A bipartisan coalition of state attorneys general is expanding its investigation into Big Pharma’s alleged role in the prescription painkiller and heroin addiction epidemic gripping the nation.

The group of 41 state AGs announced Tuesday that it is issuing subpoenas to several pharmaceutical drug manufacturers for information about how the companies market their opioids. The original investigation, launched in June, applied only to OxyContin and Dilaudid maker Purdue Pharma Inc. Now the investigation has grown to include Endo Pharmaceuticals Inc., maker of Opana and Percocet; Johnson & Johnson’s Janssen Pharmaceuticals Inc., which makes Duragesic and Nucynta; Teva Pharmaceuticals USA Inc., maker of Actiq and Fentora; and Kadian manufacturer Allergan. The probe also extends to drug distributing giants AmerisourceBergen Corp., Cardinal Health and McKesson Corp.

An email seeking comment from the trade group representing the pharmaceutical industry, the Pharmaceutical Research and Manufacturers of America, declined to comment.

These companies also are facing a spate of lawsuits in federal, state and county courts across the United States brought by plaintiffs lawyers who have teamed with government officials to sue Big Pharma through contingency fee agreements. The suits generally contend prescription opioid drugmakers intentionally engaged in a targeted marketing campaign claiming that their painkillers could be prescribed nonaddictively. Instead, according to the suits and many AGs’ comments issued Tuesday, the marketing techniques led to patients becoming addicted to the prescription opioid painkillers.

Eric Schneiderman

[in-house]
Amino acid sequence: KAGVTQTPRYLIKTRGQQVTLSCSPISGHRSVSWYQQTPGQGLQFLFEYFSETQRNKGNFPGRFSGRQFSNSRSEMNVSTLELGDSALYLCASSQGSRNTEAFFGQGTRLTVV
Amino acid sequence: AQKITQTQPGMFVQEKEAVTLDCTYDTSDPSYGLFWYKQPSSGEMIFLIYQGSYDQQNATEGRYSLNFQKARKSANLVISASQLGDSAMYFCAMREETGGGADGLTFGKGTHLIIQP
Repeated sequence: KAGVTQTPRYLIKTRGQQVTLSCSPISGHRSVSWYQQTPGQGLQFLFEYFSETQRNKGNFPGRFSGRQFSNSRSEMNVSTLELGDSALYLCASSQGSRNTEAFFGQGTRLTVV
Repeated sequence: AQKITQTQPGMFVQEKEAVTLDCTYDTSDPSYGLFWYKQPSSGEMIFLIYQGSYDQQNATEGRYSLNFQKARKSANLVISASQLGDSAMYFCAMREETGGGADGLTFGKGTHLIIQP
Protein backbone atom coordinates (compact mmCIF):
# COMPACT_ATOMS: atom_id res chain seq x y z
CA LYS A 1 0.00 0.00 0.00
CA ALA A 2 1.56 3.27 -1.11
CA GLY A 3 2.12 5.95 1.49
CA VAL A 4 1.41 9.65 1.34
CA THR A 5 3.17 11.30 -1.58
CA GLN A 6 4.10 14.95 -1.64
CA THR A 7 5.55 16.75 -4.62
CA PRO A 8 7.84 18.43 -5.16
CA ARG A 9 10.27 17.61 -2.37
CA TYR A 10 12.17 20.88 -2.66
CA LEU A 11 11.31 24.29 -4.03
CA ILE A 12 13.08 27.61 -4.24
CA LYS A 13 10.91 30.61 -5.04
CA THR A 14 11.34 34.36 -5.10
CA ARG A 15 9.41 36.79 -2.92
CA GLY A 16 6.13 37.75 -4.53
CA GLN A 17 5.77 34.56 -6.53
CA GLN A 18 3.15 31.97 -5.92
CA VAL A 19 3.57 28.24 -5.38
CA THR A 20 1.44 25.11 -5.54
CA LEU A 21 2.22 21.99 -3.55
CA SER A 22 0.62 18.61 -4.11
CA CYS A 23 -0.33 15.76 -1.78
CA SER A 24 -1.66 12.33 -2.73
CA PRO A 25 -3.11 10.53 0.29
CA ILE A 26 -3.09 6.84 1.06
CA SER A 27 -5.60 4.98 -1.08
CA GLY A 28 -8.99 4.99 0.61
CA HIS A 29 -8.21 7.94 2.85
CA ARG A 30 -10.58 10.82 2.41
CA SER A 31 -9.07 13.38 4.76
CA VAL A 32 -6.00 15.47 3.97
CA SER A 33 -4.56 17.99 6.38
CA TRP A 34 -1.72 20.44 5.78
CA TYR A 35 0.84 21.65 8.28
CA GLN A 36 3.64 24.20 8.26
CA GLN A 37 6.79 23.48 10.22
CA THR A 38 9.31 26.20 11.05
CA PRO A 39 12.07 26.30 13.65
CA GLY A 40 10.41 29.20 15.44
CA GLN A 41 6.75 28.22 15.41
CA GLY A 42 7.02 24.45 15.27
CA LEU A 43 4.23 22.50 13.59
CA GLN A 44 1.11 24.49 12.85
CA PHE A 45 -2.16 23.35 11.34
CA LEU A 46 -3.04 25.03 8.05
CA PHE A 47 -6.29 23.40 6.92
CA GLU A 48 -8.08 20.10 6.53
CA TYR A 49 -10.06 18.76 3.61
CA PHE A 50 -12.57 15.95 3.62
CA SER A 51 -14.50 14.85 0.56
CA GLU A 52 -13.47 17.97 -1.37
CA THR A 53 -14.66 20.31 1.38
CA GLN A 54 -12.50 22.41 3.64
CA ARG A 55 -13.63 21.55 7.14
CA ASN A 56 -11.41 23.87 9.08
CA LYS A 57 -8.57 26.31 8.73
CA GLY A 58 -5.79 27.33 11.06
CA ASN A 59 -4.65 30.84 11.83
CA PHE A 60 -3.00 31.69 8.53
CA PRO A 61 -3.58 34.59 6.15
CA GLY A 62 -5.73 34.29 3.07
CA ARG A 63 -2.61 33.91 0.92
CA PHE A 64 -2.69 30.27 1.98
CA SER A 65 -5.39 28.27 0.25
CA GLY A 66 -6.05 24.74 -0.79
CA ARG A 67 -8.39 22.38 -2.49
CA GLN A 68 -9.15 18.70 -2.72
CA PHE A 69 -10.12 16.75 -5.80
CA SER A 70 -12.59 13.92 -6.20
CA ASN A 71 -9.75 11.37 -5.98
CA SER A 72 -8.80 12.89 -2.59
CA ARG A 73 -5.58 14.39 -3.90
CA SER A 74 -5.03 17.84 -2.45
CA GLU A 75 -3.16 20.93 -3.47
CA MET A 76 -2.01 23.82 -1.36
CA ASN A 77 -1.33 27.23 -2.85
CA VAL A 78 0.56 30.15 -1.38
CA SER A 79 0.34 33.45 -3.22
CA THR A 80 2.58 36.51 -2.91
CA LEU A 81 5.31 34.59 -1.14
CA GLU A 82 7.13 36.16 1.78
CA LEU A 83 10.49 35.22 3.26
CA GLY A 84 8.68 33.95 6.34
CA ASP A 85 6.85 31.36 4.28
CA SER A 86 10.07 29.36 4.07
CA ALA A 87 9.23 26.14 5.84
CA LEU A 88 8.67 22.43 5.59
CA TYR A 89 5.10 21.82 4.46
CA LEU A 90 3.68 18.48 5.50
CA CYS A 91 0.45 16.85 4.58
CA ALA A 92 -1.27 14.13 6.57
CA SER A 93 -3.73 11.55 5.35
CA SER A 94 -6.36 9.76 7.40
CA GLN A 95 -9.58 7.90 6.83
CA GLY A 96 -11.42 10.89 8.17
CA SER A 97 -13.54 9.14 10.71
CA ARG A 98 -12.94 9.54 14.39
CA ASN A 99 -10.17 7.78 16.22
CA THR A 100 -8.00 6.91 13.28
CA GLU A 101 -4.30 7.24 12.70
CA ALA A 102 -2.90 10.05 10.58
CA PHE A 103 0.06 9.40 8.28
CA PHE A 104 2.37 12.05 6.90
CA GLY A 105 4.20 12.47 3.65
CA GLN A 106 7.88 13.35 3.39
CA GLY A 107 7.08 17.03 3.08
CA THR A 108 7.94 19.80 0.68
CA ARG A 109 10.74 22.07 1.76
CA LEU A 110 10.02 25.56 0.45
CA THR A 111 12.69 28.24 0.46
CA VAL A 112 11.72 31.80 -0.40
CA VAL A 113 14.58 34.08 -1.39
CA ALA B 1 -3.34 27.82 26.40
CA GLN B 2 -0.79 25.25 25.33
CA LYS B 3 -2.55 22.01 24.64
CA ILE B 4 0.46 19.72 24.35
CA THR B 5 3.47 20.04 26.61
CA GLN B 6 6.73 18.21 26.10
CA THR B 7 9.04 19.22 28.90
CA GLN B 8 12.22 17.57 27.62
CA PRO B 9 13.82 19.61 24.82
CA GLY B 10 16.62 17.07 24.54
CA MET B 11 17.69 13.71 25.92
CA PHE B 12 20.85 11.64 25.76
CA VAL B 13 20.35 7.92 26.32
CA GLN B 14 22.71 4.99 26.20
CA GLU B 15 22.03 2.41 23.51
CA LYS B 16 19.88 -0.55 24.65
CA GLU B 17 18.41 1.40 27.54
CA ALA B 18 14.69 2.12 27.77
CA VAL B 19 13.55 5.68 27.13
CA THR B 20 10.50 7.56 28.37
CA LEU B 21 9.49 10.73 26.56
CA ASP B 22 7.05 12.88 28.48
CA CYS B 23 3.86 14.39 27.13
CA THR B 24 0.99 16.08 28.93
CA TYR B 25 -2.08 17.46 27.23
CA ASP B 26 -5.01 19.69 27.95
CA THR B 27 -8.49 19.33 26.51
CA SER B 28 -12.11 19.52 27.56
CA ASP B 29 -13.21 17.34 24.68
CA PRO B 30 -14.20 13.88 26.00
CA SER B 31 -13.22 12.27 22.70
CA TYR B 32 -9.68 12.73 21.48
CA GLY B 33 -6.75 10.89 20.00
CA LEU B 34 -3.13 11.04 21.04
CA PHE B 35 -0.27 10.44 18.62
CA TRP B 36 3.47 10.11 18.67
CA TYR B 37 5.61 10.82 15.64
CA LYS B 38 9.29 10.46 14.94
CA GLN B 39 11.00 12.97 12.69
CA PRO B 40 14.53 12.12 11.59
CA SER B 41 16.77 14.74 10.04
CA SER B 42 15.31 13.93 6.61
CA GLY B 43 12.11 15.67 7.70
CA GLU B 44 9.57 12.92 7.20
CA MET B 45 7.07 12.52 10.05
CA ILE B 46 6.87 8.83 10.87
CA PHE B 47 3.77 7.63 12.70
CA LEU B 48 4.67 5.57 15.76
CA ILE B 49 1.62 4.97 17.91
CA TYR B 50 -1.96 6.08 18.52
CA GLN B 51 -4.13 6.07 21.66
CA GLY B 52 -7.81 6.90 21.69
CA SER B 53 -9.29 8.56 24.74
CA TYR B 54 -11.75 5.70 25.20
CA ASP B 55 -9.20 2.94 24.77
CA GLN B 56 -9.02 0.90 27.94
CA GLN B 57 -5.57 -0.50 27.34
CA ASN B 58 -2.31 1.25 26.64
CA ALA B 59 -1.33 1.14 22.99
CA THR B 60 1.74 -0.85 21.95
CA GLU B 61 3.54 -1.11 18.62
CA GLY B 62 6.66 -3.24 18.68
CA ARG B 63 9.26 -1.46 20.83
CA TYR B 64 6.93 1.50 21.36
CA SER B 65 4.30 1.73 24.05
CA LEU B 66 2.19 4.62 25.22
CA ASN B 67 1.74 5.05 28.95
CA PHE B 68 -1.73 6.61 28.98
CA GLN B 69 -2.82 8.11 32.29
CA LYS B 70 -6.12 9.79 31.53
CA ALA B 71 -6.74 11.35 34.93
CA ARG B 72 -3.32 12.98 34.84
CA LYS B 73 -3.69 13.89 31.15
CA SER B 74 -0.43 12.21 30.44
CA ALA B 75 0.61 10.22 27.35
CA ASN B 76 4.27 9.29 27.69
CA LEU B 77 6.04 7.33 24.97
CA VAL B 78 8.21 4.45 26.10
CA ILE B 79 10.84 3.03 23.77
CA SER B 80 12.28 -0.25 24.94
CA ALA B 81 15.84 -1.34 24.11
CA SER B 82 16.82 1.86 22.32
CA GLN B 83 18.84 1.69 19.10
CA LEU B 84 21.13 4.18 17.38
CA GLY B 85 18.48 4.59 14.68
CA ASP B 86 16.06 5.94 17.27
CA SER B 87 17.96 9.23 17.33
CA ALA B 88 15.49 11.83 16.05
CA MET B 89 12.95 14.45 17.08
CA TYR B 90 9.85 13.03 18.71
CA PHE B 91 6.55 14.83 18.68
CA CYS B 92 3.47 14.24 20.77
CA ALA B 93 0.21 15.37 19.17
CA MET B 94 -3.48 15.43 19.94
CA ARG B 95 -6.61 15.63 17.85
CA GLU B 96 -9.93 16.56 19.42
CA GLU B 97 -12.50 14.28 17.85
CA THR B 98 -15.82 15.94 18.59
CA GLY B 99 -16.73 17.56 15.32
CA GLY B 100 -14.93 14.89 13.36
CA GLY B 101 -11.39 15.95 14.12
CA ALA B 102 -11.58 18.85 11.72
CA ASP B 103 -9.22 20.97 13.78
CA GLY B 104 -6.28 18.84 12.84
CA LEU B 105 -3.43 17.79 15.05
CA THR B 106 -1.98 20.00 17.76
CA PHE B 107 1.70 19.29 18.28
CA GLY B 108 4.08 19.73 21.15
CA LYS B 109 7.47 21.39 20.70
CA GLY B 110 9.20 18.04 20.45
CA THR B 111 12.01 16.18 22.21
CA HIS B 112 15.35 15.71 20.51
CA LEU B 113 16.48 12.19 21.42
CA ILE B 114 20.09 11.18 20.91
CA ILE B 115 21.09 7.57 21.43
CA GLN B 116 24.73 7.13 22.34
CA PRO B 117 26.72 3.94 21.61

“Too often, prescription opioids are the on-ramp to addiction for millions of Americans,” said New York AG Eric Schneiderman in a news release. “We’re committed to getting to the bottom of a broken system that has fueled the epidemic and taken far too many lives.”

Illegal and prescription opioids were involved in 33,091 deaths in 2015, including 2,754 in the state of New York, the New York Attorney General’s Office said, citing statistics from the federal Centers for Disease Control and Prevention, which also said opioid overdoses quadrupled since 1999.

“We deserve to hear from these drugmakers what they knew about the addictive and deadly nature of opioid painkillers, and whether they misrepresented those risks in order to increase corporate profits,” said Massachusetts AG Maura Healey in a statement. “We are expanding our investigation into opioid manufacturers and distributors to help uncover the roots of this deadly epidemic and protect American families and communities ravaged by this public health crisis,” Healey said.

Opioid distributors alone make nearly $500 billion a year in revenue, according to Schneiderman’s office.

The drug distributors that now are the target of the expanded investigation are likewise facing battles in the courtroom. The Cherokee Nation in June named those distributors in its complaint alleging that the companies illegally inundated the Nation with the dangerous drugs.

In addition to Healey, Connecticut AG George Jepsen, Georgia GC Chris Carr and Vermont AG TJ Donovan are among the 41 AGs in the coalition.

New York’s investigation is being conducted by Assistant Attorneys General Carol Hunt, Christopher Leung and Sara Mark of the health care bureau, under the supervision of bureau chief Lisa Landau, counsel to the Medicaid fraud control unit Jay Speers and Special Assistant Attorneys General Kathryn Harris and Elizabeth Kappakas of the Medicaid fraud control unit, under the supervision of director Amy Held and Assistant Deputy Attorney General Paul J. Mahoney, the AG’s office said.